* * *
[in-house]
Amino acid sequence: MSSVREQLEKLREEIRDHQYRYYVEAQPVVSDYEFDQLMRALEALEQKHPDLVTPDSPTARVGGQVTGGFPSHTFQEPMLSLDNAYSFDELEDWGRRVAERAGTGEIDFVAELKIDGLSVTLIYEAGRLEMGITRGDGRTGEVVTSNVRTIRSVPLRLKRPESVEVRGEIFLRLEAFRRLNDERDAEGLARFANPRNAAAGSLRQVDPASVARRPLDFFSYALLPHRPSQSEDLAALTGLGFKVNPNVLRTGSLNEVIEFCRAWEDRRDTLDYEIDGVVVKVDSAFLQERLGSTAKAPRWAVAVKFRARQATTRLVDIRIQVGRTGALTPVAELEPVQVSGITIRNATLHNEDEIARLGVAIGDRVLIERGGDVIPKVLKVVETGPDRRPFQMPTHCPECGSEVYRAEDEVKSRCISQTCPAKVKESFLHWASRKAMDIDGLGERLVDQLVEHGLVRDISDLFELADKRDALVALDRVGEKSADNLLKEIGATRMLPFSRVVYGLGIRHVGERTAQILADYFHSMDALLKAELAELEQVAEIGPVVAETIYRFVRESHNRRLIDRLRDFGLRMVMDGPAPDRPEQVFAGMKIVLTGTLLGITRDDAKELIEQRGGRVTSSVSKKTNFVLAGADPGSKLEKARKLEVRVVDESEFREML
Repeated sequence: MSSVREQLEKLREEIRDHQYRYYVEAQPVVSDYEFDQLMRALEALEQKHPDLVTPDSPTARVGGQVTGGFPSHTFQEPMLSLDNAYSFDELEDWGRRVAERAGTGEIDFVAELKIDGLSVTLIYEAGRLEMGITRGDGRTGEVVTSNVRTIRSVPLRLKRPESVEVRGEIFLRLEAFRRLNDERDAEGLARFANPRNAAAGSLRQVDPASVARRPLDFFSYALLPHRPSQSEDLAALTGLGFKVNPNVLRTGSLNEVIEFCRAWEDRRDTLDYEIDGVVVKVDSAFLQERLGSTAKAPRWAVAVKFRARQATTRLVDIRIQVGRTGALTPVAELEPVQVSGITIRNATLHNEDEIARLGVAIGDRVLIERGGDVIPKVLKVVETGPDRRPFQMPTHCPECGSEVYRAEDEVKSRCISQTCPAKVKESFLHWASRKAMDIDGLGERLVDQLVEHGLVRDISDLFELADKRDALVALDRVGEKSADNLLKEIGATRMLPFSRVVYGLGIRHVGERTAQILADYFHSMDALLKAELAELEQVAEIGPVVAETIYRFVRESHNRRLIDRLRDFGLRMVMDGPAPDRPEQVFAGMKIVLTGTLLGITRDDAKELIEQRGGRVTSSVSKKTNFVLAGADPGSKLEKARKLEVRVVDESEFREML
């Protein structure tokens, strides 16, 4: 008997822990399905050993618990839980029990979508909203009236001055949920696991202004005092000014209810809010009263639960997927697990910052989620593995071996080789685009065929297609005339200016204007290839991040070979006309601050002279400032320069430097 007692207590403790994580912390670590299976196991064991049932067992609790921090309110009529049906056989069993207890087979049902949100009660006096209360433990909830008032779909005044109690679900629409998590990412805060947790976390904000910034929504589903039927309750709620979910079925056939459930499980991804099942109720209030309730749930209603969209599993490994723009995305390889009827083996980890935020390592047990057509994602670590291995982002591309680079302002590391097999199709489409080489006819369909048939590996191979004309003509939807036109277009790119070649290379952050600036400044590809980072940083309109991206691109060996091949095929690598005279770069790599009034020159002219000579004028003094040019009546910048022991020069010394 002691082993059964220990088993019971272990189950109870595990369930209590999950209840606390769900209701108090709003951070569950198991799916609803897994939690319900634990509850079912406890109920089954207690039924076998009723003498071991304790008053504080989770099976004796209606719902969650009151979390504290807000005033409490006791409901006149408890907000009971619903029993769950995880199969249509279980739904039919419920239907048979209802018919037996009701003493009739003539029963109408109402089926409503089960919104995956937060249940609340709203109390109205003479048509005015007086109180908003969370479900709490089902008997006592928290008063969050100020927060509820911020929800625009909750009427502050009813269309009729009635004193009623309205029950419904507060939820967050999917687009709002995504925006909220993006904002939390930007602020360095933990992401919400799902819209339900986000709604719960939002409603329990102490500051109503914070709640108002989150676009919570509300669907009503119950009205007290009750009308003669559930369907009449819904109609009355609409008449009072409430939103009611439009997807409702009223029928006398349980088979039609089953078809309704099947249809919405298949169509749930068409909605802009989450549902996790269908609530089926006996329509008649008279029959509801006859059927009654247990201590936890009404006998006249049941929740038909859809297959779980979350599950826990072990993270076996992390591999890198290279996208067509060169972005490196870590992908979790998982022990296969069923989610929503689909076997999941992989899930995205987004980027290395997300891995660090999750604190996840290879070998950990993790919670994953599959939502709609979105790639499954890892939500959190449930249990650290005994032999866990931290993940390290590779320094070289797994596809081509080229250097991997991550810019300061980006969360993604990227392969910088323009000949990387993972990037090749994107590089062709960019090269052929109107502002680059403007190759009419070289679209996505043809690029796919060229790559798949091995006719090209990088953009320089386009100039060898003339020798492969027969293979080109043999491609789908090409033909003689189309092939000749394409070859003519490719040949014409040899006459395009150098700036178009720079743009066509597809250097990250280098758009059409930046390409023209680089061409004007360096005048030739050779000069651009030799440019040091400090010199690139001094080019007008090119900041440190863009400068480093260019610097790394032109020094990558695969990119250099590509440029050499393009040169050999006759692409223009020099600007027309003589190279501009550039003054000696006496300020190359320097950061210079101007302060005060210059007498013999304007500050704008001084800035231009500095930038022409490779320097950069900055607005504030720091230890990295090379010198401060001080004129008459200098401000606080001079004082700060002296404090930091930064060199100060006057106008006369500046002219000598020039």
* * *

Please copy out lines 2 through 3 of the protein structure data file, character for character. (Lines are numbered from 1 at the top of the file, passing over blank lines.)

Amino acid sequence: MSSVREQLEKLREEIRDHQYRYYVEAQPVVSDYEFDQLMRALEALEQKHPDLVTPDSPTARVGGQVTGGFPSHTFQEPMLSLDNAYSFDELEDWGRRVAERAGTGEIDFVAELKIDGLSVTLIYEAGRLEMGITRGDGRTGEVVTSNVRTIRSVPLRLKRPESVEVRGEIFLRLEAFRRLNDERDAEGLARFANPRNAAAGSLRQVDPASVARRPLDFFSYALLPHRPSQSEDLAALTGLGFKVNPNVLRTGSLNEVIEFCRAWEDRRDTLDYEIDGVVVKVDSAFLQERLGSTAKAPRWAVAVKFRARQATTRLVDIRIQVGRTGALTPVAELEPVQVSGITIRNATLHNEDEIARLGVAIGDRVLIERGGDVIPKVLKVVETGPDRRPFQMPTHCPECGSEVYRAEDEVKSRCISQTCPAKVKESFLHWASRKAMDIDGLGERLVDQLVEHGLVRDISDLFELADKRDALVALDRVGEKSADNLLKEIGATRMLPFSRVVYGLGIRHVGERTAQILADYFHSMDALLKAELAELEQVAEIGPVVAETIYRFVRESHNRRLIDRLRDFGLRMVMDGPAPDRPEQVFAGMKIVLTGTLLGITRDDAKELIEQRGGRVTSSVSKKTNFVLAGADPGSKLEKARKLEVRVVDESEFREML
Repeated sequence: MSSVREQLEKLREEIRDHQYRYYVEAQPVVSDYEFDQLMRALEALEQKHPDLVTPDSPTARVGGQVTGGFPSHTFQEPMLSLDNAYSFDELEDWGRRVAERAGTGEIDFVAELKIDGLSVTLIYEAGRLEMGITRGDGRTGEVVTSNVRTIRSVPLRLKRPESVEVRGEIFLRLEAFRRLNDERDAEGLARFANPRNAAAGSLRQVDPASVARRPLDFFSYALLPHRPSQSEDLAALTGLGFKVNPNVLRTGSLNEVIEFCRAWEDRRDTLDYEIDGVVVKVDSAFLQERLGSTAKAPRWAVAVKFRARQATTRLVDIRIQVGRTGALTPVAELEPVQVSGITIRNATLHNEDEIARLGVAIGDRVLIERGGDVIPKVLKVVETGPDRRPFQMPTHCPECGSEVYRAEDEVKSRCISQTCPAKVKESFLHWASRKAMDIDGLGERLVDQLVEHGLVRDISDLFELADKRDALVALDRVGEKSADNLLKEIGATRMLPFSRVVYGLGIRHVGERTAQILADYFHSMDALLKAELAELEQVAEIGPVVAETIYRFVRESHNRRLIDRLRDFGLRMVMDGPAPDRPEQVFAGMKIVLTGTLLGITRDDAKELIEQRGGRVTSSVSKKTNFVLAGADPGSKLEKARKLEVRVVDESEFREML